I basically did a control-Z on blogging about a month ago. It was completely unintentional, a combination of too much travel, holidays, a short family vacation, a lot of work, and quite honestly, the NJ Devils going on an 8-game winning streak that had me devote significant time to coaching from in front of the television or streaming broadcast of their games. After spending a few solid, uninterrupted days with my family, the best thing I did was plow through a few books.
Doug Hornig’s “Boys of October” explores the 1975 Red Sox. I remember their World Series against the Cincy Reds vividly, not because I was a Sox fan but because the Red Machine had eliminated my beloved Pirates for a few years running, and I was happy to cheer against them. It was also the first series in which everyone was an armchair manager; I vividly recall hearing my elementary school friends discussing whether Bill Lee or Luis Tiant would pitch Game 6. It was a fun perspective, penned before the Sox lost the Series in 1986 and eventually won in 2004.
On the sci-fi front, Richard Morgan’s “Thirteen” was outstanding, possibly his best yet, and Charles Stross’ “Halting State” was even better. Most of Stross’ work could be described as the right-oriented cross-product of Hello, Cthulhu t-shirts and Benny Hill-flavored looks at Her Majesty’s bureaucracy. “Halting State” is “Numb3rs” meets Wikinomics with a Java jolt, literally, and it’s a very fast-moving story. I finished it the same night that “Numb3rs” featured a storyline involving an alternative reality game, which was both ironic and fitting.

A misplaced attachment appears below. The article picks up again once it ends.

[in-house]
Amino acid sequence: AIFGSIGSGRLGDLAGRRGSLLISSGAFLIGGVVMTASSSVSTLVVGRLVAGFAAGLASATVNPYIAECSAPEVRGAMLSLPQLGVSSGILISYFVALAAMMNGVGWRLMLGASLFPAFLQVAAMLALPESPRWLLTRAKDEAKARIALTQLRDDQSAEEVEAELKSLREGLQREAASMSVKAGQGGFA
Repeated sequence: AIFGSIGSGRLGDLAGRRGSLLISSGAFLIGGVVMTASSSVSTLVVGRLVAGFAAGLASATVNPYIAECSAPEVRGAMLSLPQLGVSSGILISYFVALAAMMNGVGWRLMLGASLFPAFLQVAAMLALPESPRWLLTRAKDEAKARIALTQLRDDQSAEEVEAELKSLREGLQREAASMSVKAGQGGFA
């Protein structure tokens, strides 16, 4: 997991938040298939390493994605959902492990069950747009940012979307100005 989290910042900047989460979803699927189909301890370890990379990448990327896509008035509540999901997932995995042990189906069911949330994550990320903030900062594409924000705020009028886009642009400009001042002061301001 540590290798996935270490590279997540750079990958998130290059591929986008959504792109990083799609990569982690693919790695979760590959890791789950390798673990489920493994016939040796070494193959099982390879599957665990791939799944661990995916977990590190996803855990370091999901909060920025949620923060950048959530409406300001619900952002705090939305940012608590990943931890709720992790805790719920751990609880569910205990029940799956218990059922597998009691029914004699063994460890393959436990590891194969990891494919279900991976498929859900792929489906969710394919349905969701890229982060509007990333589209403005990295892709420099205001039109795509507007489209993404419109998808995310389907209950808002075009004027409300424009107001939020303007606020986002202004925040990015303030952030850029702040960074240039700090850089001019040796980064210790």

I also listened to all seven parts of Cory Doctorow’s novella “There’s a Great Big Beautiful Tomorrow/Now Is The Best Time of Our Lives”, a superb riff on the Disney ride of the same name, and polished off Douglas Coupland’s “The Gum Thief.” I’ll admit to thoroughly hating Coupland’s “JPod,” mostly because I felt like he ran into character development issues and solved for j by writing himself into the equation. But “Gum Thief” made up for his prior detour with sharp writing and characters that blur in and out of story lines. In a week when I spent copious amounts of time thinking about blogging, writing (actually cranking out a paragraph of the now-dormant hockey book), FaceBook, and my hockey team’s web site, it seemed an apt metaphor for my own various states of matter(ing).
Finally, John Grisham’s “Playing for Pizza.” It’s not a great book, it pales in comparison to some of the other sports literature I’ve read, but it was fun. And that was the whole point of bringing reading into the foreground.